and a managing clerk at $5,000 each are
provided for the New York district, com
prising New York, The Bronx and Rich
mond counties. They are also to have
twelve stenographers at $2,750 each,
three clcrks at $2,300 each, one clerk at
$1,500 .and one examiner assistant at $2,
SOO. The New York district gets $20,000
for office evpenses.
Tn the Kings, Queens and Nassau dis
trict there will be three appraisers at
$5,000 each, seven stenographers at
$2,750 each, one clerk at $2,300, one
clerk at $1,500 and one page at $600.
For office expenses this district is to
get $7,000.
New York county besides is to have
a transfer tax assistant at *6,500, a
deputy at $3,500, a clerk at $2,400, an
assistant clerk at $1,800, n recording
clerk at $1,300 and a stenographer at
$1,200. The Kings district is to have
an assistant at $4,000 and a deputy at
$3,000. In the entire State there are to
be thirty appraisers, and all clerks and
assistants are taken over by the Tax I
The Davenport bill does not fully j
carry out the Governor's suggestions on |
the subject of curtailing the expenses of |
collecting the inheritance tax. Gov. Mil- j
ler Intended to have the work turned
over to the Surrogates of the various'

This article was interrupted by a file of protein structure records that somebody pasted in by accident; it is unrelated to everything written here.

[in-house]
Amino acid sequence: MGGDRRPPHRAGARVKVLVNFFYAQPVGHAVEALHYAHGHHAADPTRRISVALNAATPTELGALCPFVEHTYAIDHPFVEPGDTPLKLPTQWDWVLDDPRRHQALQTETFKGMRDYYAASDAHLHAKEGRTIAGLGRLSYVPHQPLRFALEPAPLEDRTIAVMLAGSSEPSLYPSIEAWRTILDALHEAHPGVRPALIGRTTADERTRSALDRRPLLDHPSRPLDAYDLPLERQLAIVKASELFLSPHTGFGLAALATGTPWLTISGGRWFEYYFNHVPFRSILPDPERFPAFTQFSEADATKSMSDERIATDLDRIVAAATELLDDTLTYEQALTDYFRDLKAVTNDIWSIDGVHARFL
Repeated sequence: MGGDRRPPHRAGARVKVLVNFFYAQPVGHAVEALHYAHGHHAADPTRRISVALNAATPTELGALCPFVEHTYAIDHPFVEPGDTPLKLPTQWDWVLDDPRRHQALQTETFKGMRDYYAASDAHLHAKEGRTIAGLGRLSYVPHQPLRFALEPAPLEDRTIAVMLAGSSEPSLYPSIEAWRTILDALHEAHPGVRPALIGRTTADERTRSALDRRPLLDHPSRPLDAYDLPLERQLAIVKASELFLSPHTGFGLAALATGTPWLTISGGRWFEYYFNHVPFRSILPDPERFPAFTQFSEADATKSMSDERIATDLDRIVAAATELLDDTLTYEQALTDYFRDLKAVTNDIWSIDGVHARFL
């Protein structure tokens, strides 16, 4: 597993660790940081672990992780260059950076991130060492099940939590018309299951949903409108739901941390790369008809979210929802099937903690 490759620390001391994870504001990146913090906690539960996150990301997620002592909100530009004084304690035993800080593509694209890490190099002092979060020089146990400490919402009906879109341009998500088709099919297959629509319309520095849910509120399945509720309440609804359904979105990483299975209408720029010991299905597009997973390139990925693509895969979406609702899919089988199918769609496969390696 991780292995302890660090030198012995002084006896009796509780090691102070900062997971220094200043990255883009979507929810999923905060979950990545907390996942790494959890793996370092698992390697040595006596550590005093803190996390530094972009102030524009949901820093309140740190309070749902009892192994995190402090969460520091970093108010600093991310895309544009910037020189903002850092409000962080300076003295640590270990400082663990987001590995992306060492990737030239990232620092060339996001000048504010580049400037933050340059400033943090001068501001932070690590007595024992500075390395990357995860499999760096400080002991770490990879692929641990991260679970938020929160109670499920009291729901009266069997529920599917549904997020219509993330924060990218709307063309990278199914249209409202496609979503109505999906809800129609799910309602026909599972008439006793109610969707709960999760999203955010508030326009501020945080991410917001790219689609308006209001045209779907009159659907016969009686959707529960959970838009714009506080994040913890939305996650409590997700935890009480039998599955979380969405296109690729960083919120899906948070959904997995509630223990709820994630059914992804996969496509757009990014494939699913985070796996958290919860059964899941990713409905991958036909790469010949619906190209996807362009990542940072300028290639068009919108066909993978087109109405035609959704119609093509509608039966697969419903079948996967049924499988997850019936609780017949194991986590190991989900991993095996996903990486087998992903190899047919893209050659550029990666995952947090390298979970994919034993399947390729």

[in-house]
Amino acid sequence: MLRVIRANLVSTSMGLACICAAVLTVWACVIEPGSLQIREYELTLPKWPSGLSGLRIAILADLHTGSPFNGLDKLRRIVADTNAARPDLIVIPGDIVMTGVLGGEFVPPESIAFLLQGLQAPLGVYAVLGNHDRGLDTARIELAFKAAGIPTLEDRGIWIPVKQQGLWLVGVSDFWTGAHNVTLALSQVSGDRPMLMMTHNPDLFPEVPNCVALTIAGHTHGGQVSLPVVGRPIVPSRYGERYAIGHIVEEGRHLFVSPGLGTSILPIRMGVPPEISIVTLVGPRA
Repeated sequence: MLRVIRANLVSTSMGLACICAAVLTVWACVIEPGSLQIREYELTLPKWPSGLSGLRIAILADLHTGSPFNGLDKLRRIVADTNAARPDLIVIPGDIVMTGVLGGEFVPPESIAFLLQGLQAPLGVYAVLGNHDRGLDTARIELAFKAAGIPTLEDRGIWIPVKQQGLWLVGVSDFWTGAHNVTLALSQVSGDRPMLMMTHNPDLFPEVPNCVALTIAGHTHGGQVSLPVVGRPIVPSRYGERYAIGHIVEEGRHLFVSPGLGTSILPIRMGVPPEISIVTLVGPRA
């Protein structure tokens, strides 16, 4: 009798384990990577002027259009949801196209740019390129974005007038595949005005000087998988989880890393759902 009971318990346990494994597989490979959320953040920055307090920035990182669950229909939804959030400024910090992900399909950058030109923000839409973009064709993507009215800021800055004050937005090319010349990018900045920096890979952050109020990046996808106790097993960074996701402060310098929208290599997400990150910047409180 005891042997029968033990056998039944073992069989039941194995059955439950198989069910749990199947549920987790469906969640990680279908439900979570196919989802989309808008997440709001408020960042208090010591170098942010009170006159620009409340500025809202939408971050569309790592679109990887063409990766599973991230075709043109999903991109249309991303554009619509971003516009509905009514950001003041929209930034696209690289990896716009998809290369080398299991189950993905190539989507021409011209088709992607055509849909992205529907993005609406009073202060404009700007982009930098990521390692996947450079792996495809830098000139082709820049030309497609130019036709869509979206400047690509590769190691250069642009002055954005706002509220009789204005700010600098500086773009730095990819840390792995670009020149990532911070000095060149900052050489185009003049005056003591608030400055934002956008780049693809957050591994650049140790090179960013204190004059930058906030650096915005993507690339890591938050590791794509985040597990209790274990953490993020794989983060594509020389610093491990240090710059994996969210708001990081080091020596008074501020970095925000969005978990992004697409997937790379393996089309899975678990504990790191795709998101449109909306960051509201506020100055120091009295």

counties, which would enable the ellm- j
Inutlon of the transfer tax attorneys and j
appraisers. There was talk here to
night that the Governor would not ac- |
cept the bill unless It was amended to j
conform more closely with his Ideas.
President Will Make No Re
cess Appointments.
s,,r<ial Despatch to This Nrw York
Vw York Herald Bureau. )
Washington, D. C., March Zf>. |
President Harding let It be known
to-dav that there will be no recess
nominations of members of the diplo
matic corps. No selections for this ser
vice will bo announced until after the
convening of the extraordinary session
of Congress on April 11.
Th? understanding li- that Secretary
of State Hughes and Under Secretary
Fletcher are considering a long list
of those available, for the different
appointments, with a view of making up
a slate for recommendation to the Presi
dent. Mr. Harding still is experienc
ing difficulty In finding the propw men
for members of the Shipping Hoard, and
It now nppenrs likely that these nomi
nations will be deferred until Congress
convenes. Some of the members have
1-een decided on, but not alt There are
seven to be named.
No cigarette has